By the way, I agree with part of the tweet. The union bosses at the NEA are correct that school choice is spreading.

Most notably, there was a huge victory for choice last year in West Virginia. But there’s also been progress in many other states.

But I can’t resist correcting two other parts of the tweet.

  • First, choice doesn’t “divert funding for public education into private hands.” Instead, it returns funding to private hands, where the money can then be used to get the best possible education for kids. Incidentally, that could mean government schools (researchers have that quality increases when government schools have to compete for students).
  • Second, it’s not voucher proponents that have been “steadily working to undermine public education.” Instead, the NEA should look in the mirror. It’s the union bosses and their political allies who have made government schools less attractive. They’ve been given record amounts of money and produced dismal educational outcomes.

P.S. As always, I can’t resist reminding people that there are successful systems of school choice in CanadaSwedenChile, and the Netherlands. In other words, it’s not a crazy idea being pushed by American libertarians.

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What’s the main problem in K-12 education today? Based on news reports, one might think the top challenge involves hot-button social issues such as sex education and critical race theory.

Or maybe pandemic policies such as masking, remote learning, and vaccinations.

Or the malignant role of teacher unions.

Those are real issues, of course, but surely the biggest problem must be that taxpayers are spending ever-more money and getting ever-weaker results.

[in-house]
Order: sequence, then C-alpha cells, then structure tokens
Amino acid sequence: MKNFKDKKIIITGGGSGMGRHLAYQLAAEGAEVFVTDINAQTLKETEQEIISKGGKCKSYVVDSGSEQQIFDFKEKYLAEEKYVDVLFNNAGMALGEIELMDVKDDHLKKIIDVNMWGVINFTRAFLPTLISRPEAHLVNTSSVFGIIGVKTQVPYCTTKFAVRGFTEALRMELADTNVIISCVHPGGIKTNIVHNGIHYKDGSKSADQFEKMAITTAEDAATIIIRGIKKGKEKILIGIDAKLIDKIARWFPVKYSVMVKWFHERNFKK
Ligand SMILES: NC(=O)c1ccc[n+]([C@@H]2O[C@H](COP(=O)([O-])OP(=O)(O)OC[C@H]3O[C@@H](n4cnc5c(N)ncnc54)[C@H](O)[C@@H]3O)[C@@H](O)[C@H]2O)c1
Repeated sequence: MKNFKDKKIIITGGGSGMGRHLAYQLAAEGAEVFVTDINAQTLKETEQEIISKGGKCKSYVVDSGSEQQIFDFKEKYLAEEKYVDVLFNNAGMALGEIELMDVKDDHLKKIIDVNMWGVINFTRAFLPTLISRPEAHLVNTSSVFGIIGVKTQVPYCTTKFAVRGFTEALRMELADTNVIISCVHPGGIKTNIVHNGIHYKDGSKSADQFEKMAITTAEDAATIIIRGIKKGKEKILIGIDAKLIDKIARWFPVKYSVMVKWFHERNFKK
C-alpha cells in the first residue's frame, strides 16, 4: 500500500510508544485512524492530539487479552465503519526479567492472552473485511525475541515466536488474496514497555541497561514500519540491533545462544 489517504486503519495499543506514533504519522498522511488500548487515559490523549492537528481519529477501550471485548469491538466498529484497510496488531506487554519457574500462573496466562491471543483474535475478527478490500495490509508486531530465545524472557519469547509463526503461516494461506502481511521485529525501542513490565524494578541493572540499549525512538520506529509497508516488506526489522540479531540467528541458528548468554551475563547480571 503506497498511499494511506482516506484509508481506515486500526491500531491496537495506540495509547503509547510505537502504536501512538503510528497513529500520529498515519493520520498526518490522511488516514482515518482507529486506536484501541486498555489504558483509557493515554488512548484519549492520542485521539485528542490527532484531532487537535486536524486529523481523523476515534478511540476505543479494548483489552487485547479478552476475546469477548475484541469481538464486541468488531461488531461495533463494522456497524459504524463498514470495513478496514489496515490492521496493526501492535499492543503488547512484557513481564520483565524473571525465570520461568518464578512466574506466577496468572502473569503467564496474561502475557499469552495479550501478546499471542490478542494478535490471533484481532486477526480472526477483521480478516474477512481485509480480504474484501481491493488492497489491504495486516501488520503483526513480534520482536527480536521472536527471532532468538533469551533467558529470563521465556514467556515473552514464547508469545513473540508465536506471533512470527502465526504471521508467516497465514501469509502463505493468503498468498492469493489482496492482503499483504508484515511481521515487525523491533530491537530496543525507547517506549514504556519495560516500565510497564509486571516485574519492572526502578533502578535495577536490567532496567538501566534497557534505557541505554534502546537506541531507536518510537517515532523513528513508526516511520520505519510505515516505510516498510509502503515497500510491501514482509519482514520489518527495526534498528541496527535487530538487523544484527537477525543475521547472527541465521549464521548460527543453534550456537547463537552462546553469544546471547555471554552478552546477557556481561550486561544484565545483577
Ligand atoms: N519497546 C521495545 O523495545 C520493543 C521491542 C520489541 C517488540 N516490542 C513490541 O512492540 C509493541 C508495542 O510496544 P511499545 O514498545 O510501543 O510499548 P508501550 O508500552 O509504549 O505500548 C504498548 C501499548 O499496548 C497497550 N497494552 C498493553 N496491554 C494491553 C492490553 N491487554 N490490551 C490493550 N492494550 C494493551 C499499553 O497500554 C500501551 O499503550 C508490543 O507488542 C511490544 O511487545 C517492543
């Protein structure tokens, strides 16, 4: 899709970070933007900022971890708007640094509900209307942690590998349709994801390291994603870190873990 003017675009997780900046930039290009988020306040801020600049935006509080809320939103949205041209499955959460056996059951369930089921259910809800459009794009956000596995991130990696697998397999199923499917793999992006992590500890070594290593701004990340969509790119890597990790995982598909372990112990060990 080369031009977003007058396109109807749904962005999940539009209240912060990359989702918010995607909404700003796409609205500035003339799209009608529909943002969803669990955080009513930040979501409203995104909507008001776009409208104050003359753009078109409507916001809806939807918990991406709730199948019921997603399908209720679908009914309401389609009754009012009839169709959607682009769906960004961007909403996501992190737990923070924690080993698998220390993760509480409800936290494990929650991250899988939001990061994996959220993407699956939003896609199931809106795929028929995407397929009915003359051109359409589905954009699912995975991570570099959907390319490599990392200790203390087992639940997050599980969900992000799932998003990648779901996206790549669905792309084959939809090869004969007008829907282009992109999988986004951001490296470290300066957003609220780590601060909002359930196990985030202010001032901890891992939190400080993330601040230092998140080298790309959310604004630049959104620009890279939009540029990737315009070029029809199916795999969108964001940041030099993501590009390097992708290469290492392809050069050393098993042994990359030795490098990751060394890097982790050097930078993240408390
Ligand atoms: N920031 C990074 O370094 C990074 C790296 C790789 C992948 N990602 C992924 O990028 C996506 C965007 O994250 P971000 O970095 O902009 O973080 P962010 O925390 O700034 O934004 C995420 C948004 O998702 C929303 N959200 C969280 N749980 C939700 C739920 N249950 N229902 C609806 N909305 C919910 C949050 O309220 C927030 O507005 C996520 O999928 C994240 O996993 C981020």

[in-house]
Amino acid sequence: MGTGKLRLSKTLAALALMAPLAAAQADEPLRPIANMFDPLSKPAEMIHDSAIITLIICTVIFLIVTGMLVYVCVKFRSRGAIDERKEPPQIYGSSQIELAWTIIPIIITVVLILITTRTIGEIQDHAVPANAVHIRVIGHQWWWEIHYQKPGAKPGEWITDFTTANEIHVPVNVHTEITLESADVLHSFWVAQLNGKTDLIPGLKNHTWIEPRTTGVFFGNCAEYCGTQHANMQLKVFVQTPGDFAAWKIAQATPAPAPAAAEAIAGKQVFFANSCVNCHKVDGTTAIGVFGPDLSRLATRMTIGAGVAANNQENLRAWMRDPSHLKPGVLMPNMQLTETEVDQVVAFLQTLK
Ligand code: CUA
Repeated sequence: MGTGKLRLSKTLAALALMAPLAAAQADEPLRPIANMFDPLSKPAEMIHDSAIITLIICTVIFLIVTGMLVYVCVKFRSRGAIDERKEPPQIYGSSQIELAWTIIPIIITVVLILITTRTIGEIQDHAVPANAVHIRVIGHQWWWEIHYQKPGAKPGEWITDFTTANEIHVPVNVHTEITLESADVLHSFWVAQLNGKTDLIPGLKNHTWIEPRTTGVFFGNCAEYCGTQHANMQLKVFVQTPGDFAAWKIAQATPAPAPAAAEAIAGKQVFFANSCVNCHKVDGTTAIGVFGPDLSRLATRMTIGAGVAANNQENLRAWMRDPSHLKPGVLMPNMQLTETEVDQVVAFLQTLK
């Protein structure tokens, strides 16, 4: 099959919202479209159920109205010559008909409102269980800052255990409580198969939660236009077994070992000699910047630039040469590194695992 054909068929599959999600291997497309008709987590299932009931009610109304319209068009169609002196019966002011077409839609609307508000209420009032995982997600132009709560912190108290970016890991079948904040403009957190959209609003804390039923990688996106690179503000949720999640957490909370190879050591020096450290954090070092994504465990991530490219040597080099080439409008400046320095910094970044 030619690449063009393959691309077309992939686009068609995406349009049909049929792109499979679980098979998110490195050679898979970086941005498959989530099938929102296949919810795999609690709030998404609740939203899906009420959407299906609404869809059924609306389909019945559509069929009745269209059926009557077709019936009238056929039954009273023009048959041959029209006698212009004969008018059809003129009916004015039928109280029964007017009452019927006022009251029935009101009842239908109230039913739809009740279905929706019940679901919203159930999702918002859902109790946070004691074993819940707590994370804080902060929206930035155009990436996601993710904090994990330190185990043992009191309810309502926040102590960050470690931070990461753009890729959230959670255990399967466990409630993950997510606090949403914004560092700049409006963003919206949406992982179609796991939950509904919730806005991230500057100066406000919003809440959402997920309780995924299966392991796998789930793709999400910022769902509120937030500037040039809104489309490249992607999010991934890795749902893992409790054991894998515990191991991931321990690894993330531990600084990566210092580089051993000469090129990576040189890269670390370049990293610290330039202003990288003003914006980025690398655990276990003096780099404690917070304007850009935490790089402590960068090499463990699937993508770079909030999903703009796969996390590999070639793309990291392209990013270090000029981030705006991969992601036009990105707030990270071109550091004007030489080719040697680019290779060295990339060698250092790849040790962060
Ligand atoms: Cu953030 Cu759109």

Given these issues, I was interested to see that the Washington Post has a lengthy article, written by Laura Meckler, that looks at the various challenges facing government schools.

It starts with a grim assessment.

Test scores are down, and violence is up. Parents are screaming at school boards, and children are crying on the couches of social workers. Anger is rising. Patience is falling. For public schools, the numbers are all going in the wrong direction. Enrollment is down. Absenteeism is up. …Public education is facing a crisis unlike anything in decades, and it reaches into almost everything that educators do: from teaching math, to counseling anxious children, to managing the building. …Schools are on the defensive about their pandemic decision-making, their curriculums, their policies regarding race and racial equity and even the contents of their libraries.

As one might suspect, the pandemic made a bad situation worse.

Remote learning, the toll of illness and death, and disruptions to a dependable routine have left students academically behind — particularly students of color and those from poor families. Behavior problems ranging from inability to focus in class all the way to deadly gun violence have gripped campuses. …In fall 2021, 38 percent of third-graders were below grade level in reading, compared with 31 percent historically. In math, 39 percent of students were below grade level, vs. 29 percent historically. …A McKinsey & Co. study found schools with majority-Black populations were five months behind pre-pandemic levels. …Last school year, the number of students who were chronically absent — meaning they have missed more than 10 percent of school days — nearly doubled from before the pandemic.

Many parents have responded to this mess by seeking other options.

More kids are now attending charter schools or private schools, and there’s also been an explosion in home schooling.

Enrollment in traditional public schools fell to less than 49.4 million students in fall 2020, a 2.7 percent drop from a year earlier. …if the trend continues, that will mean less money for public schools as federal and state funding are both contingent on the number of students enrolled. …Some students have shifted to private or charter schools. A rising number, especially Black families, opted for home schooling. And many young children who should have been enrolling in kindergarten delayed school altogether. …charter schools, which are privately run but publicly funded, saw enrollment increase by 7 percent, or nearly 240,000 students, according to the National Alliance for Public Charter Schools. There’s also been a surge in home schooling. Private schools saw enrollment drop slightly in 2020-21 but then rebound this academic year, for a net growth of 1.7 percent over two years.